A Story and a Recipe

By Dorothy Johnson

 

Meanwhile back at the farm, winter is sliding into spring. Last year my driveway had several swamps and pools, all caused by melting snow. This year the driveway is much better and has only two swamps. Of course, the weather has been warmer and we have had our share of rain. Two weeks ago I was let out for a few hours for good behavior. I called for a driver who took me to the farm. While leaving the farm to meet my curfew, my driver backed into one of the swamps with her front wheel drive vehicle. The front wheels were stuck in the mud. I almost had a fit. I could not push the car out even if I wanted to. I had a few suggestions.

“Give me your phone. I will call someone,” I said.

“No, I can do this,” she answered as the wheels continued to spin, throw wet mud and sink deeper.

“We could get the mule out and drive toward Calais. When the police stop us we could ask them to get the car out of the mud,” I suggested.

“No, I can do this,” she said.

I was beginning to panic when my driver had a good idea. I had a small pile of wood by the driveway so she took a few of the sticks and put them under the front wheels. When she tried to get out of the mud, the car pulled ahead a bit. Then she put several more pieces  of fire wood in front of her front tires, tried to get the mud off her shoes by kicking the car and climbed in. She fired up the car and away we went - off to a few more days off my sentence.

On the farm when I was a kid, the men would be still cutting next year’s firewood in this weather. The logs would have to stay in the woods until the ground hardened and then they would be hauled out by the horses. I was always a bit nervous when the horses were taken into the woods. Uncle Hum told me that he witnessed a horse walk into quick sand and the more the horse tried to get out, the more he sank into the quick sand. I always worried about walking into quick sand myself. I could just see myself thrashing around while sinking deeper and deeper. I wondered if it would be easier to drown in quick sand or to have a stroke from the claustrophobia. In the end, it probably will not matter.

When my nephew was young, we took him clamming in Perry. He had to wear his cousin’s boots and he got stuck in the clam flats. I went to rescue him and when I picked him up, he came right out of those boots. I then had a red-faced, angry kid in his bare feet and I was sinking into the clam flats. That picture of me in the quick sand came to mind and I had an anxiety attack. My mother and niece finally rescued both of us.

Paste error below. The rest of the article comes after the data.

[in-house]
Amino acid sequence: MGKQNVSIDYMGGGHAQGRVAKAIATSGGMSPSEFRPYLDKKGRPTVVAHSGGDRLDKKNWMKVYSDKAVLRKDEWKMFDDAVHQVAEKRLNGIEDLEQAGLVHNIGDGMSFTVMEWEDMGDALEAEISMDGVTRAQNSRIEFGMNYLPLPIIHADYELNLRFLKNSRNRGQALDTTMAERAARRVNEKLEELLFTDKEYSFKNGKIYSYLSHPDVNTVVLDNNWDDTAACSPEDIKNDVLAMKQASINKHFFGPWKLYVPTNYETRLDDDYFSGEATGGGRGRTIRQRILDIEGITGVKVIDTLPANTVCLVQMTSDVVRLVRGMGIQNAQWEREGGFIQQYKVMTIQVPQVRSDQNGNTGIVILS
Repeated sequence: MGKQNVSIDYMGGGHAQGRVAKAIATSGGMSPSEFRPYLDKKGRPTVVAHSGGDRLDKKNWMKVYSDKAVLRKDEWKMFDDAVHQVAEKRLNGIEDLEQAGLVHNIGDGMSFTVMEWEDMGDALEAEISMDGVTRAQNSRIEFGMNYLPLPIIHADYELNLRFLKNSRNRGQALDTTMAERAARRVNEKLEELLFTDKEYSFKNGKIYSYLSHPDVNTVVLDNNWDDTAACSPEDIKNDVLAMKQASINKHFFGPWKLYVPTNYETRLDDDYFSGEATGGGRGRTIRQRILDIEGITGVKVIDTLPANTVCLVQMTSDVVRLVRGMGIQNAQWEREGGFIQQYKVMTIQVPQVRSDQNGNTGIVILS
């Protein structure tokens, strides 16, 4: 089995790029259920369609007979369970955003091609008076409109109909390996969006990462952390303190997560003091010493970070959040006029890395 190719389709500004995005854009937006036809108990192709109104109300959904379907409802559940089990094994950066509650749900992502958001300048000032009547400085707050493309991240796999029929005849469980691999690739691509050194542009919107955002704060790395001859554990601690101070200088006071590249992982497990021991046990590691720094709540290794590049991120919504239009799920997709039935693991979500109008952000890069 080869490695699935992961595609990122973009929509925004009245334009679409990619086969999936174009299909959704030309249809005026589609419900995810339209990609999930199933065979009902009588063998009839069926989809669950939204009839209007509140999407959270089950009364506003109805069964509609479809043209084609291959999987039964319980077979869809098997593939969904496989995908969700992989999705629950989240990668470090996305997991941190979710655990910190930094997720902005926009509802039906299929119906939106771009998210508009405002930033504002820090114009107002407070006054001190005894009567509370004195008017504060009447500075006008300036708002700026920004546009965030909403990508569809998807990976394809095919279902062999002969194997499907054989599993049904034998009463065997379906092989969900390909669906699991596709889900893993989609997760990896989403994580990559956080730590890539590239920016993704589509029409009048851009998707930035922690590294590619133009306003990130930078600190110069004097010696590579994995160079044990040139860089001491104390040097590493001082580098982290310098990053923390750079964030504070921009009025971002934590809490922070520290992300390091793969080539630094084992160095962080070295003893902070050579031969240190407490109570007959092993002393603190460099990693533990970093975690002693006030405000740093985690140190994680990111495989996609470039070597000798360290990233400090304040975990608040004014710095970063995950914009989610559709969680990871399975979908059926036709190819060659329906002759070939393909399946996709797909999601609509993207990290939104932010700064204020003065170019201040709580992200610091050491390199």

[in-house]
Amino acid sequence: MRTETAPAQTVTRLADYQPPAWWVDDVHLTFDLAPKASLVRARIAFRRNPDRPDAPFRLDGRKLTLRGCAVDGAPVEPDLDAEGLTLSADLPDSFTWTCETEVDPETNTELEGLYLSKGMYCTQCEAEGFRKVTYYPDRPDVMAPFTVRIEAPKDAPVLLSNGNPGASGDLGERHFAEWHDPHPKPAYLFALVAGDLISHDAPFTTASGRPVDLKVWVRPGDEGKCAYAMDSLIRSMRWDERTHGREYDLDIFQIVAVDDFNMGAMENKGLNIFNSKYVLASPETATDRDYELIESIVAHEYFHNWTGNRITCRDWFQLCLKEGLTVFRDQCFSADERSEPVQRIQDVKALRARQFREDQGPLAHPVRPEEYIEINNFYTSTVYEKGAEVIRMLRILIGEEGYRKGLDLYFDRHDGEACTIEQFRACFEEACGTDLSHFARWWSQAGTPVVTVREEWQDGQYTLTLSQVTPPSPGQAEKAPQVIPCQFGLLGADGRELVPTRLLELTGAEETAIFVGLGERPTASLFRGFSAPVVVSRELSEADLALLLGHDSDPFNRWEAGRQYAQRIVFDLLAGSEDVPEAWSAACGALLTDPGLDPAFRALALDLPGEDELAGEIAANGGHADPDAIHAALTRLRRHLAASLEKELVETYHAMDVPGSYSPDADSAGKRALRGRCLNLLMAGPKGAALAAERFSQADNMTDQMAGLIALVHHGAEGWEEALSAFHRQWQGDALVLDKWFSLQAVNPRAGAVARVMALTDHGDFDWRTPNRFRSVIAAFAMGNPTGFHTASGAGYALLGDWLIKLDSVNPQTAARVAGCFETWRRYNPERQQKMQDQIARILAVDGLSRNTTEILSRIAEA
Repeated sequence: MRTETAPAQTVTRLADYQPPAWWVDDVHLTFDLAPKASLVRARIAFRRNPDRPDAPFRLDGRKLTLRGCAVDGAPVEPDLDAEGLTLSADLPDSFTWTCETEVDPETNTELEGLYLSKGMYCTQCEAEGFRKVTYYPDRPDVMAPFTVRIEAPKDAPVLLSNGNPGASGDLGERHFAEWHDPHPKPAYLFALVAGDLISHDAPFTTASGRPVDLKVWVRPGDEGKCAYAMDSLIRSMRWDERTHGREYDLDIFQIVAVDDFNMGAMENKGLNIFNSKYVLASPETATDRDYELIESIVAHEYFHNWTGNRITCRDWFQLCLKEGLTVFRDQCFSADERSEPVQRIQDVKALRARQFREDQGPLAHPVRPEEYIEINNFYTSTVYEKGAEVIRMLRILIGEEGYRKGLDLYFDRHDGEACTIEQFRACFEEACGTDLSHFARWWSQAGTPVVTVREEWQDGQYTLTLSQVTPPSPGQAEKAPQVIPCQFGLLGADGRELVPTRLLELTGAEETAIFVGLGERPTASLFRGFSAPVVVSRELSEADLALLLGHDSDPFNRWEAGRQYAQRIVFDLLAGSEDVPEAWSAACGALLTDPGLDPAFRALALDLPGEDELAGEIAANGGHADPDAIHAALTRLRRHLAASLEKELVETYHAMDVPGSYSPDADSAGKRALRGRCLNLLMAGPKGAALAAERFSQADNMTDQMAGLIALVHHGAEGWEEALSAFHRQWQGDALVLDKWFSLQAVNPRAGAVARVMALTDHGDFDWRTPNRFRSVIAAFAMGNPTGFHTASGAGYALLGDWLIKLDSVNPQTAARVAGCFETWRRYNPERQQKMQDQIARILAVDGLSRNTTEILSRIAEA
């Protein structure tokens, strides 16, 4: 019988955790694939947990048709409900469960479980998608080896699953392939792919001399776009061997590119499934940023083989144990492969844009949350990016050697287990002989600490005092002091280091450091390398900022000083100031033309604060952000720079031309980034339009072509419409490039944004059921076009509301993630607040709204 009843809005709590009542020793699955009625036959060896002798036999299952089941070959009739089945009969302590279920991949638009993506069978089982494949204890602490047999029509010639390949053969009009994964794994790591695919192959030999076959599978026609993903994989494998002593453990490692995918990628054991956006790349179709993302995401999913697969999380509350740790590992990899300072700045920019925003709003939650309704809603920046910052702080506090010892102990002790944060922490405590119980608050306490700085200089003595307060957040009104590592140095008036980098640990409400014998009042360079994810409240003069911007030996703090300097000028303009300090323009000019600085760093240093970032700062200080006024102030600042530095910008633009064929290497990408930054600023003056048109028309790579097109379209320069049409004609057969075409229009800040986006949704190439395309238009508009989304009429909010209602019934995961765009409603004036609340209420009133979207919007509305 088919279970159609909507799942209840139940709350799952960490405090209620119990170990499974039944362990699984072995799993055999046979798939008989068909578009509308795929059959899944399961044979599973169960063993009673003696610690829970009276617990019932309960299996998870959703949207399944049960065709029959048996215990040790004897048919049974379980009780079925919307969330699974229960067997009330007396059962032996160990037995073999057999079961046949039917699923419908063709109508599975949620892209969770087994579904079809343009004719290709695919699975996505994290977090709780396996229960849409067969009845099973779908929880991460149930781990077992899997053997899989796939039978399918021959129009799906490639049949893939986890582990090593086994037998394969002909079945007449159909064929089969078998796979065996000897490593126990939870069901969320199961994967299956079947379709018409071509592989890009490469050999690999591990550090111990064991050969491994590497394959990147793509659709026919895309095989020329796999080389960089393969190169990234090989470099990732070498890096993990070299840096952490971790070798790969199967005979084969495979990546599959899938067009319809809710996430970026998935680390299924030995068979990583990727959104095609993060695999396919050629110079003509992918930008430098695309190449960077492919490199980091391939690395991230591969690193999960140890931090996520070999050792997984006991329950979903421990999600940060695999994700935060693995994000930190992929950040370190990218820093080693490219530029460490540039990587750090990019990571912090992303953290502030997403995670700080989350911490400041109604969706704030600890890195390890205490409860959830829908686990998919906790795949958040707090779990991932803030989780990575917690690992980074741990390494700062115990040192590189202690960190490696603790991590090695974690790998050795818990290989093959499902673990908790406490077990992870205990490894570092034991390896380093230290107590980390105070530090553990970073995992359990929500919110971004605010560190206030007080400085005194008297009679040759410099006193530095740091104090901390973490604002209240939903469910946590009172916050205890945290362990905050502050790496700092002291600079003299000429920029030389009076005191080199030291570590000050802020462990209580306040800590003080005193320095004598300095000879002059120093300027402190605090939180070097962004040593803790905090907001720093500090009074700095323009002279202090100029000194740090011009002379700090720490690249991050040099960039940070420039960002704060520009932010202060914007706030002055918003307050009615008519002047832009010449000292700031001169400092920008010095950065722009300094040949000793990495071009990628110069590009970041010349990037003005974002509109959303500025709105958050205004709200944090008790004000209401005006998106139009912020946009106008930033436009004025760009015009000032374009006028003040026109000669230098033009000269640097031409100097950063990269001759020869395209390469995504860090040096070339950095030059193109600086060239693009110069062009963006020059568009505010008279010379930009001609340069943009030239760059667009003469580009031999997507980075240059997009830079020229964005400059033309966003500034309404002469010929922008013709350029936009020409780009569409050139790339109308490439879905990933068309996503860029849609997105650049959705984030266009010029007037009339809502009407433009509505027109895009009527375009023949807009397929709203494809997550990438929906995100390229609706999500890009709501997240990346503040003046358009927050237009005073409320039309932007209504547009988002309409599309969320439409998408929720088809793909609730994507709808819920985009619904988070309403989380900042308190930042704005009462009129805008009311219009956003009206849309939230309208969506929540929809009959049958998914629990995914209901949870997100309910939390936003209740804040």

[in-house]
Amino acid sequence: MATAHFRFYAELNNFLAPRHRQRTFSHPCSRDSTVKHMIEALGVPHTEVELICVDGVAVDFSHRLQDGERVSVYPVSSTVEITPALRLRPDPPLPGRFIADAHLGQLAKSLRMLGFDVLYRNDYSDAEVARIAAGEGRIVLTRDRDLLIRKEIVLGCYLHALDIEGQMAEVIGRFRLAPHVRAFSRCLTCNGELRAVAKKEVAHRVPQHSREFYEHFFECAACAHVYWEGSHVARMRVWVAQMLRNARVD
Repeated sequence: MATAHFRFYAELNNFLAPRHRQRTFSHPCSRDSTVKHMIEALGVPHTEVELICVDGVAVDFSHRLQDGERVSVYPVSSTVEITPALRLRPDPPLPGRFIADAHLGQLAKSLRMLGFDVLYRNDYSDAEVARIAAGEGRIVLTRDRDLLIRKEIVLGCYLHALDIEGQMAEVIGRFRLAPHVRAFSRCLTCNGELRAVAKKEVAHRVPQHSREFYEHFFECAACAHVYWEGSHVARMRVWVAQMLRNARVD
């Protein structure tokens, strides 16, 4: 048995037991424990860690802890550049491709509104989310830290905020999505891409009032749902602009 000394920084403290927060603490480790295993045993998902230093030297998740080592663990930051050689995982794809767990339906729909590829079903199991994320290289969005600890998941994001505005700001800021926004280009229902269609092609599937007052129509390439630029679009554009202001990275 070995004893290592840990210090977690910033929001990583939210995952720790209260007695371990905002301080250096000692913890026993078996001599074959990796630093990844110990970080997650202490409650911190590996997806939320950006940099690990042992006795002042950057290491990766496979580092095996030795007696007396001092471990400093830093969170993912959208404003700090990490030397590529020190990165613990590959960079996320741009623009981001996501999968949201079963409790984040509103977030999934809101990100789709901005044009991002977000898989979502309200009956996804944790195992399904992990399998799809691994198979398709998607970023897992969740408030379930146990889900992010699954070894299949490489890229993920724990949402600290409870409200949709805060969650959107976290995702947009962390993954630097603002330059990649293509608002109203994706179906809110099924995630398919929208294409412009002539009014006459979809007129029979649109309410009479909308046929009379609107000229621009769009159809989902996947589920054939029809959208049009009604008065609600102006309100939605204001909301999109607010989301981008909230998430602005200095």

Thank you, readers, for all the feedback on my stories. My goal is to bring back the memories of the “good old days” and to give everyone a laugh. Readers tell me I have accomplished these goals.

 

I have been hearing about how walnuts are very healthy items to add to our meals. Since I do not have access to my old cook books, I have been looking in magazines here at my vacation resort. I have found that most magazines have recipes with ingredients that I do not have at home and cannot find in our local grocery stores. However, I found this recipe in Rachael Ray Every Day, a magazine I found here. I believe that all of the ingredients can be found in our local stores. This recipe is for Roasted Vegetables with walnuts, basil and balsamic vinaigrette, which is a side dish or a salad.


Roasted Vegetables with Walnut, Basil and Balsamic Vinaigrette

Ingredients:

1/2 red bell pepper, small, cut into 1-inch cubes.

1/2 orange bell pepper, small, cut into 1-inch cubes

1/4 red onion, medium, cut into 1-inch cubes, separated

4 ounces Portabella baby mushrooms, halved

1 tablespoon extra virgin olive oil

1/4 teaspoon sea salt

3/4 cup sugar snap peas

1 zucchini, small, sliced 1/4 inch thick

1 summer squash, yellow, small, sliced 1/4 inch thick

2 cloves garlic, minced

2 teaspoons balsamic vinegar

2 tablespoons basil, fresh snipped or 1 teaspoon dried basil adding it to 

the olive oil before roasting vegetables

1/2 cup California walnuts, coarsely chopped.

Directions: Preheat oven to 400 degrees F.

Place bell peppers, onion and mushrooms in a large bowl and toss with olive oil, salt and dried basil if used. Place in a single layer on a large baking sheet, making sure not to crowd vegetables. Cook for 10 minutes

Add snap peas, zucchini, yellow squash and garlic and stir lightly.

Top with walnuts and cook for 5 to 10 minutes more or until all vegetables are 

crisp-tender and walnuts are toasted.

Drizzle with balsamic and toss well. Sprinkle with fresh basil, if used.

 

This recipe serves five. I recommend not worrying about using exact measurements for the vegetables. A little extra on the vegetables will not change this recipe